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Along with the status icons at top right, the top panel now houses a very Mac-like global menu bar, rather than menus being inside applications' windows. Bizarrely, though, Unity hides the menus from sight until you mouse over them, which is poorly discoverable to say the least. What's more, apps which don't use the GNOME libraries don't get the single menu bar; their menus appear inside their windows, the old way – which jars somewhat. A prime example is the bundled office suite, LibreOffice. If you maximise a window, its title bar also merges into the panel, replaced by the menus on mouseover – all in the pursuit of preserving vertical space, so precious on 16:9 widescreen displays. The Dash replaces the old app menus and the Launcher replaces the quick-launch icons and bottom panel.

Overall, it's strongly reminiscent of Mac OS X. The Launcher is much like Apple's Dock – its icons not only start apps but are used to switch between them. Just like the Dock, a small indicator glows next to the icon to indicate that a program is running. Like in Windows 7's taskbar, there's only one icon per app, rather than one button per window as in GNOME 2 and KDE – but Unity helpfully gives you one indicator per instance, so you can see at a glance how many windows you have open. If you have multiple windows open, clicking the icon presents a list, and if they're all minimised, it restores the latest one (in the current, 11.10 release). If that wasn't the instance you wanted, click the launcher icon again and you get the list. Middle-click the icon to open extra instances of that app.

Overall, though, apart from the replacement of the panels and menus with the launcher and dash, Unity is still GNOME underneath. It has the same file manager, Nautilus, the same suite of applications, the same window controls in the same places – even the same visual theme. Once you get used to the Launcher and the menus, it's not all that different. GNOME Shell is a much bigger wrench.

Some people, your humble scribe included, rather like Unity's new look. In particular, it's no stretch if you're familiar with Mac OS X. However, Ubuntu is primarily a PC OS: its users tend to be migrants from Windows and some are staunch Mac-haters. For these, the new, distinctly un-Windows-like look is a step too far.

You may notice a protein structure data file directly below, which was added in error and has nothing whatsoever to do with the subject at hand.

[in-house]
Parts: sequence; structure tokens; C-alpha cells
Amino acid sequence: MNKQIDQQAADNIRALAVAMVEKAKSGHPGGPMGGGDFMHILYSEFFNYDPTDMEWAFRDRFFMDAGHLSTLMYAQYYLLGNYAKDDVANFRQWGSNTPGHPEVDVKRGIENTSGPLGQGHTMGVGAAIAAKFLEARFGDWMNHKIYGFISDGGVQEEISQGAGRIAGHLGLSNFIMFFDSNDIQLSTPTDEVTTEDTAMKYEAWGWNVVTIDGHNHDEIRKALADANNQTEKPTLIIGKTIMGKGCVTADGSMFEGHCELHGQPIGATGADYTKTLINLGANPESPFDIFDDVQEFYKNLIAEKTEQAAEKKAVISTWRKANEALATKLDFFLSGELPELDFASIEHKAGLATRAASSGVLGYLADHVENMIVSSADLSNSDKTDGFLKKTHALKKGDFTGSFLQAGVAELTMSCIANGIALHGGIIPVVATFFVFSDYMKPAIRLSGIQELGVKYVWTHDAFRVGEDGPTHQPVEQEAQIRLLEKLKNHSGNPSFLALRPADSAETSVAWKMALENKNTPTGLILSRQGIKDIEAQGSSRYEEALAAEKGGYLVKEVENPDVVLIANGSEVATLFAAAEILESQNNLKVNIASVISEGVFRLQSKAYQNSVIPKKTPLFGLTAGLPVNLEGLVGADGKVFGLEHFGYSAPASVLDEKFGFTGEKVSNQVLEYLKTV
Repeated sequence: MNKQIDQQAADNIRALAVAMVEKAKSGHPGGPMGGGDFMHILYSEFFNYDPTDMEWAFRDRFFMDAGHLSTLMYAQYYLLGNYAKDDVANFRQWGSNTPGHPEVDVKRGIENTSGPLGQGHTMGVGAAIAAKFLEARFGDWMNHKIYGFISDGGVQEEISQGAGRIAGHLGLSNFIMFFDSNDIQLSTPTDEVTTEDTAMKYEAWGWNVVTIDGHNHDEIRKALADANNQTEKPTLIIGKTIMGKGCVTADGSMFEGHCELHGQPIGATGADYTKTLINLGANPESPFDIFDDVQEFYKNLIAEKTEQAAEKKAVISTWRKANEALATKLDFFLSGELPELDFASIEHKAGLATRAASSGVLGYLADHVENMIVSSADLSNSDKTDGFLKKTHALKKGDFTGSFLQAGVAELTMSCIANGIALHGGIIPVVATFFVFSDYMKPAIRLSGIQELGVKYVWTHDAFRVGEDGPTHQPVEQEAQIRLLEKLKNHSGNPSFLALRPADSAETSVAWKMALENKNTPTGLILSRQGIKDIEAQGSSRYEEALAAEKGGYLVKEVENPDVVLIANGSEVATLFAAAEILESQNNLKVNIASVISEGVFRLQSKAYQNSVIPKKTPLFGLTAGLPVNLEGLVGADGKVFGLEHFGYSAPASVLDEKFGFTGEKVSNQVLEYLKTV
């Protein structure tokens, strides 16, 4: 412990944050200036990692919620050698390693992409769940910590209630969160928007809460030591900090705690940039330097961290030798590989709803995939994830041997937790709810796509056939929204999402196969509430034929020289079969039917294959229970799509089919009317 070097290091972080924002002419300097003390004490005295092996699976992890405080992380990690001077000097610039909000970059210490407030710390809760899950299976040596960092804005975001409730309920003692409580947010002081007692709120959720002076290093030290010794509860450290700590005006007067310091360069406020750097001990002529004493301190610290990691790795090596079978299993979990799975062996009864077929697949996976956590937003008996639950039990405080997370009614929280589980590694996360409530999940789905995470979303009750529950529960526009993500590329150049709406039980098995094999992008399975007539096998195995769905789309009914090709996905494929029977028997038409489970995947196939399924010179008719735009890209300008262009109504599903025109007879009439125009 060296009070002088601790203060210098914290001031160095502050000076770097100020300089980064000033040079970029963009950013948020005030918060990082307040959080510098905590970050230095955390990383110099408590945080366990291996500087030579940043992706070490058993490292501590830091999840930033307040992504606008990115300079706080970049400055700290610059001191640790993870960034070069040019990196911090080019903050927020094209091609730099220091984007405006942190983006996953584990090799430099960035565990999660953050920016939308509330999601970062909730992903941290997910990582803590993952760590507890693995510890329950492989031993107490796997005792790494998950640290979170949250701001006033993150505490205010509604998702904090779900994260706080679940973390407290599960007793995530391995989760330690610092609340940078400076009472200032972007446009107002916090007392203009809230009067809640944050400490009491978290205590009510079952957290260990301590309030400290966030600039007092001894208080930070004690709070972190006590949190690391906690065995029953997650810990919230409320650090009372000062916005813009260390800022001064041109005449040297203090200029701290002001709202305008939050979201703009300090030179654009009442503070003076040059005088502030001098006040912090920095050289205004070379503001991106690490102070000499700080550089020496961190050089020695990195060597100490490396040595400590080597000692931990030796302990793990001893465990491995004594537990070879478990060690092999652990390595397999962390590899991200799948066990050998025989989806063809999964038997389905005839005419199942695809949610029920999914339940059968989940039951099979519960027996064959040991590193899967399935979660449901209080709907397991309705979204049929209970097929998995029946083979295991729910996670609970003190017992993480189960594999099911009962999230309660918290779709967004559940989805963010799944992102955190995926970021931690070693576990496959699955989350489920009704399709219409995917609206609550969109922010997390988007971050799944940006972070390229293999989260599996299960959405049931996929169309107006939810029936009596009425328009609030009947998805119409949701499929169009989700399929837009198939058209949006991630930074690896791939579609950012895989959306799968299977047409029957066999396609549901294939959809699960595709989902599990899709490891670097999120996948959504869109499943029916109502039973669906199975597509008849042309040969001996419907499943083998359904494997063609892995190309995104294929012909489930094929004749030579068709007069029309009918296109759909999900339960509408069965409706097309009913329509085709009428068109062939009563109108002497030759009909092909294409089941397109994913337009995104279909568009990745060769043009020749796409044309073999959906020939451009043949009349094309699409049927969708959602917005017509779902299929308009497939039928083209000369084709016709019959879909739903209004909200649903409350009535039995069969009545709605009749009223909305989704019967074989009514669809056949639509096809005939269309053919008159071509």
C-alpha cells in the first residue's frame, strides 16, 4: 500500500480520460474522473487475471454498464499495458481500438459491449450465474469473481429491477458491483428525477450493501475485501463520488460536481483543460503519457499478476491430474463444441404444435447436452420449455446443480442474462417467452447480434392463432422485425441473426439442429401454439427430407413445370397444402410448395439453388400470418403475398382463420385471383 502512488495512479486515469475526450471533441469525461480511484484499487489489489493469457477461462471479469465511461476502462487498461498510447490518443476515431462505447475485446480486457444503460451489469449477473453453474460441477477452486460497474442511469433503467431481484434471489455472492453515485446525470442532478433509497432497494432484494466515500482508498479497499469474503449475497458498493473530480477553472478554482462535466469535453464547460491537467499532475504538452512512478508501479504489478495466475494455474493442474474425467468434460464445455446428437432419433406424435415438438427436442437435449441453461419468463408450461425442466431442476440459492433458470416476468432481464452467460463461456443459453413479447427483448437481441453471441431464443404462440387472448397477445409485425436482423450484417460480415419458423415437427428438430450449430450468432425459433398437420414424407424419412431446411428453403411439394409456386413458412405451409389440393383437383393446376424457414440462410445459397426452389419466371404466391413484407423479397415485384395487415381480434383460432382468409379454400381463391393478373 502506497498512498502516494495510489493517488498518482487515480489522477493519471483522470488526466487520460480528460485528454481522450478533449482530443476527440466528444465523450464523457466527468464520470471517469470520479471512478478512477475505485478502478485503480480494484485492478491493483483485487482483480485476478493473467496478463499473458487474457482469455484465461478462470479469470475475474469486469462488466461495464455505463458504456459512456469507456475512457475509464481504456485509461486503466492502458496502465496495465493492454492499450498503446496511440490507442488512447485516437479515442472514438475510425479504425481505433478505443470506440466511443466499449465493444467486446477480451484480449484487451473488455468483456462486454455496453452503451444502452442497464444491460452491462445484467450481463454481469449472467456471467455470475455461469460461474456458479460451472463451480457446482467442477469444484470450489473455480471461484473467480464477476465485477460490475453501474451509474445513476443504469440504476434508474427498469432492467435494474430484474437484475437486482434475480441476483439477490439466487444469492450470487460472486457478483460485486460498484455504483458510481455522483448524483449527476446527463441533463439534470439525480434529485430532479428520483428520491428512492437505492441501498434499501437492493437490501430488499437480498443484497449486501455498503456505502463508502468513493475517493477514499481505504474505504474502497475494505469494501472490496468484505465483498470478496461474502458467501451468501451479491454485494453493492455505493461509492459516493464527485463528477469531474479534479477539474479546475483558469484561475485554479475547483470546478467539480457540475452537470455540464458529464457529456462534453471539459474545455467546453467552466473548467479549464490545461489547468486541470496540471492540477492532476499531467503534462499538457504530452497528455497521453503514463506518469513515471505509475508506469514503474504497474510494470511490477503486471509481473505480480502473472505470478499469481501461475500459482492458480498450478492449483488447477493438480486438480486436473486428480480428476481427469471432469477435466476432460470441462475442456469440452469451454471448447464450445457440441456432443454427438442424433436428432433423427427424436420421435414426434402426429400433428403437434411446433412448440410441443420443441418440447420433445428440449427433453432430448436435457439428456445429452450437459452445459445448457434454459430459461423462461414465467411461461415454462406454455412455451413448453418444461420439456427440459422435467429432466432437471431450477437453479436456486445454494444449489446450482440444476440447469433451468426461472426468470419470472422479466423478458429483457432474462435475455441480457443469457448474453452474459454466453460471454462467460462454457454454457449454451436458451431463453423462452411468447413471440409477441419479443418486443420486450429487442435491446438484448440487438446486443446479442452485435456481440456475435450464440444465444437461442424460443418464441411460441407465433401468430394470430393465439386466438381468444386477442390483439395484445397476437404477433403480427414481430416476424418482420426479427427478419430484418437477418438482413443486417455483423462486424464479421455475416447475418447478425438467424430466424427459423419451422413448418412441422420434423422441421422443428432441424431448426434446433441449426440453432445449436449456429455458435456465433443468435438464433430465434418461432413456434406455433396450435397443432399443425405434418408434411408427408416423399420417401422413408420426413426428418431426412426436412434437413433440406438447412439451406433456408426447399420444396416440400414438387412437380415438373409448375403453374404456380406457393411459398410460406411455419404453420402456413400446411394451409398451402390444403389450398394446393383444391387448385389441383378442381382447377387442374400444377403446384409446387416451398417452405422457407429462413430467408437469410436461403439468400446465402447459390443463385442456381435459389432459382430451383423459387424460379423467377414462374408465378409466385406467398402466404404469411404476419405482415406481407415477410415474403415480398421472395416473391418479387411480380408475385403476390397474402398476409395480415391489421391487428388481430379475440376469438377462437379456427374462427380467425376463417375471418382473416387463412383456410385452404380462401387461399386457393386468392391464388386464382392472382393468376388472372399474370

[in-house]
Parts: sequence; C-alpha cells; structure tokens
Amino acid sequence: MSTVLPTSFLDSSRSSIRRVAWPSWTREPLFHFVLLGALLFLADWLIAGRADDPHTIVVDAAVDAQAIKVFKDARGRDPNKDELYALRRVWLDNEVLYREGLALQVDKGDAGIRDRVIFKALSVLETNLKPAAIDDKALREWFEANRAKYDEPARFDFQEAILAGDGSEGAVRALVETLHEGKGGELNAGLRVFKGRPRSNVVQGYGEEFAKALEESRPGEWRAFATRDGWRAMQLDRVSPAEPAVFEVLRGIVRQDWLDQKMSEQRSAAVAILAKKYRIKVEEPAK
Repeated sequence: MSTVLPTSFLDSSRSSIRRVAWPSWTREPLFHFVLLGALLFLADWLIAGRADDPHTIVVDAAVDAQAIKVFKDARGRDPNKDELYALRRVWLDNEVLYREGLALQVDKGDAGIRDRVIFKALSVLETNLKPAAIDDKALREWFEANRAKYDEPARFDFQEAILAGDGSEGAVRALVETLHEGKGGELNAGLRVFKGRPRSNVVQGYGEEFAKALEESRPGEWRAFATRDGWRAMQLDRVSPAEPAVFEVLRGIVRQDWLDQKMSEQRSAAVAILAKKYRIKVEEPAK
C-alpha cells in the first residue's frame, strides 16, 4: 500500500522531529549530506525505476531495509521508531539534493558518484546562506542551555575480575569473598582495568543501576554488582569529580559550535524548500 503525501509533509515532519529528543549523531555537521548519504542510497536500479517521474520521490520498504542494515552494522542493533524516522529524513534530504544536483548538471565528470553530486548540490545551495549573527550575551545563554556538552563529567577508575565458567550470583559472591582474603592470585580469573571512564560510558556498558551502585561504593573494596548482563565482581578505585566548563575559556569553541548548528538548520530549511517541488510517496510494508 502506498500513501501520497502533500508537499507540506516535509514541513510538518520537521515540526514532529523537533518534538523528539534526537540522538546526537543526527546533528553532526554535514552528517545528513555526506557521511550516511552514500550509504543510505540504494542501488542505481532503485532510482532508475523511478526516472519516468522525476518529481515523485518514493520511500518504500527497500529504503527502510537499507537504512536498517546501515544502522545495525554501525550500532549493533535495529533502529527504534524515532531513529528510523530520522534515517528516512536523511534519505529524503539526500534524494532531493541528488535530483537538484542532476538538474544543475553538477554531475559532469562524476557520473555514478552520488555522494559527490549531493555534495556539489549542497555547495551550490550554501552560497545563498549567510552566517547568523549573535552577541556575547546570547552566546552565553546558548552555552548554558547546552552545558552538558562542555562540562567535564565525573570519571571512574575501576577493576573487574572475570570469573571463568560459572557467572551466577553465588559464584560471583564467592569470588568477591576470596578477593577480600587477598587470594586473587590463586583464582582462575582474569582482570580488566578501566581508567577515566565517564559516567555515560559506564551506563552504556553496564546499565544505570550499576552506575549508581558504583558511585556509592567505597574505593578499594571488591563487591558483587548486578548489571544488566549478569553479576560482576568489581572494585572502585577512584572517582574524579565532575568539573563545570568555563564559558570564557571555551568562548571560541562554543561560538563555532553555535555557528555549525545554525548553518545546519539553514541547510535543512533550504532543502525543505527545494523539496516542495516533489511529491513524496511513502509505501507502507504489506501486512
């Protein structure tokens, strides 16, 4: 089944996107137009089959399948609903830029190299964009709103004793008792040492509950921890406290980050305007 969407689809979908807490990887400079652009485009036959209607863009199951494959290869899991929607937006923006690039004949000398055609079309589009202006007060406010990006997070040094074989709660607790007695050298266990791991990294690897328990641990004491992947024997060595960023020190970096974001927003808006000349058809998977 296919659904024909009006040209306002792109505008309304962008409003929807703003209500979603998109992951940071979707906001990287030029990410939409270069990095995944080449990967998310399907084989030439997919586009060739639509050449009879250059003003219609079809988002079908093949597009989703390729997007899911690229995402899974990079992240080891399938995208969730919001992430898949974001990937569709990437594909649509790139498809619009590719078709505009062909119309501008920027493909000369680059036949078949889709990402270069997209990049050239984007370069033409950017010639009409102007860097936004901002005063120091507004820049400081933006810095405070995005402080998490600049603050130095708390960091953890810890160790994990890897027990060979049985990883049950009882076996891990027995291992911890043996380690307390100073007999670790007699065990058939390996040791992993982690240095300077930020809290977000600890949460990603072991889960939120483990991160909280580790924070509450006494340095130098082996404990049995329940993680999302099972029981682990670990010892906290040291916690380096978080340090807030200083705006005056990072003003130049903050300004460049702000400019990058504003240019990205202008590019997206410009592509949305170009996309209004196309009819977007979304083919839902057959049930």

Even before Unity's launch back in April, Ubuntu's "Sounder" mailing list – the place for the community to discuss whatever ailed them – was full of people bemoaning the change and criticising the new desktop. As threads on the Internet will, some of the discussions became long and involved and wondered off-topic – one even drifted into a discussion of the rights and wrongs of the state of Israel.

The response of the Ubuntu Community Council was simple: the Sounder list was promptly shut down. Many of its members – including yours truly – have adjourned to a new, open, public list, the Bike Shed, but it was a salutary reminder that Ubuntu and its community only exist at the good-humoured tolerance of its founder and sponsor, Mark Shuttleworth. He pays Ubuntu's bills, and as such, he and his staff call the tune. Indeed, he jokingly refers to himself as the Self-Appointed Benevolent Dictator For Life or "SABDFL".

Some Unity-averse users are staying with older releases. Until the April 2012 release – the next long-term-support version – the current LTS edition, 10.04, is Unity-free. Those wanting more current software have the option of the last GNOME 2-based release, 10.10, or the just-superseded 11.04, where reverting to the old GNOME 2 desktop is just a matter of picking "classic" on the login screen.

But not any more.

In order to support people with lower-spec machines that don't provide the hardware OpenGL 3D acceleration that Unity (and the GNOME Shell, come to that) require to function, Canonical has developed a simpler, 2D version of its new desktop, imaginatively called Unity-2D. Ironically, it's based on the same Qt libraries that caused all the KDE ruckus back at the start of the century. And now, Unity-2D is, indirectly, new cause for complaint.

As of October's release of Ubuntu 11.10, to the dismay of many previously-loyal Ubuntu fans, GNOME 2 is history. The obsolete, or if you prefer, "classic" desktop has been removed; the new version is based on the now-current GNOME libraries: i.e., GNOME 3, but minus GNOME Shell. If you have 3D hardware, you get Unity; if you don't, you get Unity-2D. There's no way to downgrade to GNOME 2; the only option is to install GNOME 3 and use Fallback Mode, or switch to a different desktop altogether.

And 11.10 is the last release before the next Long Term Support release in April 2012, so it sets the pattern for 12.04 – which is the only direct upgrade path for people still on the current LTS release, 10.04.

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